There’s a lasting link between the 35-character alphabet used to write Punjabi and the Sikh religion.
The Sikh scriptures and the Punjabi language of many Sikhs were written in a script known as Gurmukhi. So to be fully initiated into the religion, you must know how to read it.
That has created a problem for the Sikh community of Livingston. Their children, many of whom speak only English, aren’t able to understand the temple’s priests — let alone some of their own family members.
The problem, increasingly common in many Sikh communities, is threatening to create a cultural, linguistic and religious divide between generations, said several local Sikhs and the Sikh media. It’s also a threat to the continuance of the religion among second- and third-generation Sikhs.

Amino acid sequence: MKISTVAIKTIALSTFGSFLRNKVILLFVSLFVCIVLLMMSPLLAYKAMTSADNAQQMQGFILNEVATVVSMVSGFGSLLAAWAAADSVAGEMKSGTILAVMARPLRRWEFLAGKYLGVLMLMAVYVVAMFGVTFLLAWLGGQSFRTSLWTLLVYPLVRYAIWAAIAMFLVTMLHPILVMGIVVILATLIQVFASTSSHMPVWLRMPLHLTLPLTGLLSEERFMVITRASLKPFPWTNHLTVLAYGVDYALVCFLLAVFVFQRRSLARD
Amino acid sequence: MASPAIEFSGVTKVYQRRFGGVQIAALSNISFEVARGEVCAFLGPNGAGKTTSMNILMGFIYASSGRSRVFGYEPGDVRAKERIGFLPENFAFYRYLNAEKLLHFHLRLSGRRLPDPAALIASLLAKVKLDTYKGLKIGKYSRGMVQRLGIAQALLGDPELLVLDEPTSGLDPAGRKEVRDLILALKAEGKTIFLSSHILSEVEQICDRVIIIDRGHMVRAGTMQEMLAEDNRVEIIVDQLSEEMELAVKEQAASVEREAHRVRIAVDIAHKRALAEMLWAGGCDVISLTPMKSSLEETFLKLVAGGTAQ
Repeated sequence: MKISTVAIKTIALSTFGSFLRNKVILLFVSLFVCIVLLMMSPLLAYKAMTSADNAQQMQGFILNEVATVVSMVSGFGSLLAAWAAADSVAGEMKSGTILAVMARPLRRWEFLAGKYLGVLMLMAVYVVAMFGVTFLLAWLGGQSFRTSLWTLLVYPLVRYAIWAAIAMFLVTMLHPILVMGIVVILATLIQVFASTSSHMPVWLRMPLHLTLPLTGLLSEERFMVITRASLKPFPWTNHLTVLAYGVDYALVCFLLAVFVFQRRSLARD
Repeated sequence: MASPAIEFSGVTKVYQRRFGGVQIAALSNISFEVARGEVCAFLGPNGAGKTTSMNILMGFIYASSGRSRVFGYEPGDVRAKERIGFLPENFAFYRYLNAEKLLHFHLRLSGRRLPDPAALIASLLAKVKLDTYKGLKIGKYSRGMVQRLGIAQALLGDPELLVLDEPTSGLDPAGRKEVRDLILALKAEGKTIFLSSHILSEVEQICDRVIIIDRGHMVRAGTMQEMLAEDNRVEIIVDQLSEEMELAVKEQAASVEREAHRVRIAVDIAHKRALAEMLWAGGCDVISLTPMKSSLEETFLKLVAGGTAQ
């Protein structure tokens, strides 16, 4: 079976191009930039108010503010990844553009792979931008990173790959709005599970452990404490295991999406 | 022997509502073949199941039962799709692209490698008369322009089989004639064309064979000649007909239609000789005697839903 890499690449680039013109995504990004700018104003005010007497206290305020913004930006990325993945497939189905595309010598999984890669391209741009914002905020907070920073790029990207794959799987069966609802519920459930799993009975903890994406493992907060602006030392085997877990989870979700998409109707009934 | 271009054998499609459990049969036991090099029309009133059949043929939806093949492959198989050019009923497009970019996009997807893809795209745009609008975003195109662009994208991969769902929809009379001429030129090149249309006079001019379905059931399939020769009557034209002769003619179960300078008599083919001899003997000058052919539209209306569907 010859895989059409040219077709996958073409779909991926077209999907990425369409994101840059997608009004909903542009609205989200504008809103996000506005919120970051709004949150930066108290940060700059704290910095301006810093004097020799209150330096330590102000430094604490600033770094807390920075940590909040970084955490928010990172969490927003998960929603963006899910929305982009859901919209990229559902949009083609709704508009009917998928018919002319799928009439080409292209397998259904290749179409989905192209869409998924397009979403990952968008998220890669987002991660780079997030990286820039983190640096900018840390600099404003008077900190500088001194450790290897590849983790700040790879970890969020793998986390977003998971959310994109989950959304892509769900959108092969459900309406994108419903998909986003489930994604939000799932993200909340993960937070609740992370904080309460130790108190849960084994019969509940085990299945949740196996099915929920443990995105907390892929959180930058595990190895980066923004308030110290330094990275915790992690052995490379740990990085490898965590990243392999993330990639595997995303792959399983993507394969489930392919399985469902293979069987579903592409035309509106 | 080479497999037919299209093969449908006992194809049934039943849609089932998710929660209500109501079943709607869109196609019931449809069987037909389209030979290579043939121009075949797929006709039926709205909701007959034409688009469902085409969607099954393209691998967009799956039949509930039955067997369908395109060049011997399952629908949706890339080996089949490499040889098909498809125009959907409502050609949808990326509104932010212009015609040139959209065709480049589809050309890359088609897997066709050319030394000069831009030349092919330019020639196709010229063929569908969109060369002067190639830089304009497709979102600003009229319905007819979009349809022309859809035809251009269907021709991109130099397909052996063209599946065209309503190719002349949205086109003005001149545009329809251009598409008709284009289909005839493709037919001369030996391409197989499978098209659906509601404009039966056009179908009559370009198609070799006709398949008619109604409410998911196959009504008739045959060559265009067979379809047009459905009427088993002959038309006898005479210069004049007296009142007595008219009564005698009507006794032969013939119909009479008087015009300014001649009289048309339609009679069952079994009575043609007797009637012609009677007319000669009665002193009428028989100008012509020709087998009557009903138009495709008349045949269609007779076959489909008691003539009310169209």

The movement isn’t confined to Livingston.
An article in the spring 2008 issue of The World Sikh News, a San Jose-based weekly newspaper, warned that the loss of knowledge of the Gurmukhi alphabet was widespread — and not just in the U.S.
Nanak Singh “Nishte” wrote that not only were huge numbers of Sikhs in India illiterate, but many others were learning to read other scripts instead of Gurmukhi.